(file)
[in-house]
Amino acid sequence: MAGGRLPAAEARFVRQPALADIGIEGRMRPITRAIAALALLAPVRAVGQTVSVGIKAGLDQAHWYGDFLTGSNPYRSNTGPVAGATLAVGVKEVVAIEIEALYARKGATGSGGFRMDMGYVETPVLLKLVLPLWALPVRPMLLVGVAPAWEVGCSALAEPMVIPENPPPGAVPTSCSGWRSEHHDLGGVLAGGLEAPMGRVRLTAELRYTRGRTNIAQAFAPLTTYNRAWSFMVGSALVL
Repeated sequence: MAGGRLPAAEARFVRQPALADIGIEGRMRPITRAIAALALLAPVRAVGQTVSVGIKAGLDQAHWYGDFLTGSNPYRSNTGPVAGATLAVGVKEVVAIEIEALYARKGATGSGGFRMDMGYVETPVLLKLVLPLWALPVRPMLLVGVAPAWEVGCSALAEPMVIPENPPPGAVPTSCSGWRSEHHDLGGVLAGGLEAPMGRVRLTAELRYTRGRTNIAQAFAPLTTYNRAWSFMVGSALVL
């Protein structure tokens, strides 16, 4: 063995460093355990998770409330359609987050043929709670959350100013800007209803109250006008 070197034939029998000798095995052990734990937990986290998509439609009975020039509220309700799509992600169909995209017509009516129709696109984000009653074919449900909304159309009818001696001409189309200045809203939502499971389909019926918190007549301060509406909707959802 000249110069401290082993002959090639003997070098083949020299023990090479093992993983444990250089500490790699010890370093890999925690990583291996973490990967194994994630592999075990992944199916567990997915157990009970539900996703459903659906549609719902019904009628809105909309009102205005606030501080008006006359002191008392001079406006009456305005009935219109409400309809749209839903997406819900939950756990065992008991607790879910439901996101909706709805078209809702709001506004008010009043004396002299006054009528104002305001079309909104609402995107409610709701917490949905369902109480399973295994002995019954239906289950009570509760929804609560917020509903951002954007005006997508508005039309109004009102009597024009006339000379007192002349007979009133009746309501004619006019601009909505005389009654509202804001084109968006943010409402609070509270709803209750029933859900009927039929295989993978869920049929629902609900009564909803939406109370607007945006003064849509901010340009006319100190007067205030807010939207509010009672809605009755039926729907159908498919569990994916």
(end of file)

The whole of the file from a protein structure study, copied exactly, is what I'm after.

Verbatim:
[in-house]
Amino acid sequence: MAGGRLPAAEARFVRQPALADIGIEGRMRPITRAIAALALLAPVRAVGQTVSVGIKAGLDQAHWYGDFLTGSNPYRSNTGPVAGATLAVGVKEVVAIEIEALYARKGATGSGGFRMDMGYVETPVLLKLVLPLWALPVRPMLLVGVAPAWEVGCSALAEPMVIPENPPPGAVPTSCSGWRSEHHDLGGVLAGGLEAPMGRVRLTAELRYTRGRTNIAQAFAPLTTYNRAWSFMVGSALVL
Repeated sequence: MAGGRLPAAEARFVRQPALADIGIEGRMRPITRAIAALALLAPVRAVGQTVSVGIKAGLDQAHWYGDFLTGSNPYRSNTGPVAGATLAVGVKEVVAIEIEALYARKGATGSGGFRMDMGYVETPVLLKLVLPLWALPVRPMLLVGVAPAWEVGCSALAEPMVIPENPPPGAVPTSCSGWRSEHHDLGGVLAGGLEAPMGRVRLTAELRYTRGRTNIAQAFAPLTTYNRAWSFMVGSALVL
């Protein structure tokens, strides 16, 4: 063995460093355990998770409330359609987050043929709670959350100013800007209803109250006008 070197034939029998000798095995052990734990937990986290998509439609009975020039509220309700799509992600169909995209017509009516129709696109984000009653074919449900909304159309009818001696001409189309200045809203939502499971389909019926918190007549301060509406909707959802 000249110069401290082993002959090639003997070098083949020299023990090479093992993983444990250089500490790699010890370093890999925690990583291996973490990967194994994630592999075990992944199916567990997915157990009970539900996703459903659906549609719902019904009628809105909309009102205005606030501080008006006359002191008392001079406006009456305005009935219109409400309809749209839903997406819900939950756990065992008991607790879910439901996101909706709805078209809702709001506004008010009043004396002299006054009528104002305001079309909104609402995107409610709701917490949905369902109480399973295994002995019954239906289950009570509760929804609560917020509903951002954007005006997508508005039309109004009102009597024009006339000379007192002349007979009133009746309501004619006019601009909505005389009654509202804001084109968006943010409402609070509270709803209750029933859900009927039929295989993978869920049929629902609900009564909803939406109370607007945006003064849509901010340009006319100190007067205030807010939207509010009672809605009755039926729907159908498919569990994916």